Date of Award

2003

Degree Type

Thesis

Degree Name

Occupational Therapy (M.S.)

Department

Occupational Therapy

Abstract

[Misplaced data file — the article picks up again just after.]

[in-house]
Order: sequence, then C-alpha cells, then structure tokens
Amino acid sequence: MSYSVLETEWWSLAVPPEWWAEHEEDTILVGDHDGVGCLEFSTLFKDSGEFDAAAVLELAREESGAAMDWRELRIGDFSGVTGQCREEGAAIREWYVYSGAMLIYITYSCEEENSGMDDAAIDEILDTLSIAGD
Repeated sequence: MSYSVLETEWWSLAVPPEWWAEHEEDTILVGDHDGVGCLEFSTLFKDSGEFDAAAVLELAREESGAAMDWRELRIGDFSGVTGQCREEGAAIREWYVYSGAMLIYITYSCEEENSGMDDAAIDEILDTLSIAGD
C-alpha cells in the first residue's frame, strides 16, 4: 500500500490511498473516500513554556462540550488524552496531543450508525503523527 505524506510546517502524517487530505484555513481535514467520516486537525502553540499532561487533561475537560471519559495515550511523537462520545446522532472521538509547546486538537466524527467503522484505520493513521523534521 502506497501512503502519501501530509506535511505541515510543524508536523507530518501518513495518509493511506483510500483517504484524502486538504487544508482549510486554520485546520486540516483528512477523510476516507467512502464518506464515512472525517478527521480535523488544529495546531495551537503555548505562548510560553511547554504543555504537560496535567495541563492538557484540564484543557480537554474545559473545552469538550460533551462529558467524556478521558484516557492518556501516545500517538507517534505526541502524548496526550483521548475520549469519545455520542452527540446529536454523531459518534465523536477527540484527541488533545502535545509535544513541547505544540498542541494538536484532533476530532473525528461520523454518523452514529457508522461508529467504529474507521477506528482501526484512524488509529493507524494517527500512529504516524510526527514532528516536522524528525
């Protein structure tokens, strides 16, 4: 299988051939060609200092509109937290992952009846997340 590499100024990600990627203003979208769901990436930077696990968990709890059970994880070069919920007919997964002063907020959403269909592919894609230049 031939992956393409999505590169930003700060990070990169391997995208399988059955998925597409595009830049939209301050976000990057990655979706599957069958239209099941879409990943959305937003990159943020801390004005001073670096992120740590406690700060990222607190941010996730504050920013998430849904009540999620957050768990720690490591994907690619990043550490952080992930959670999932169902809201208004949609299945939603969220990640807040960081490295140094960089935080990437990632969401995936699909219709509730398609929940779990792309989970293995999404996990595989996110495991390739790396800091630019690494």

This qualitative study examines the influence of occupational therapists’ worldview on clinical reasoning and action. Recent clinical reasoning research has determined that this complex and multi-faceted process is more than applied theory. Some scholars in occupational therapy have identified intrapersonal factors as influencing clinical reasoning. However, the nature and role of the intrapersonal factors in clinical reasoning remains unclear. To increase understanding of this phenomenon, semi-structured interviews were conducted with expert therapists. Results suggest that a therapist’s worldview, specifically related to beliefs about human nature does affect the way they envision and enact the occupational therapy process. This influence is evident as the therapists experienced a blending of personal and professional identities and beliefs in practicing occupational therapy. The initial attraction to occupational therapy, the way each therapist connected with others, the way he or she envisioned the role of occupational therapy, and the personal meaning and satisfaction that resulted from working as an occupational therapist all demonstrated this relationship. Implications for practice, education, and professional development are discussed.

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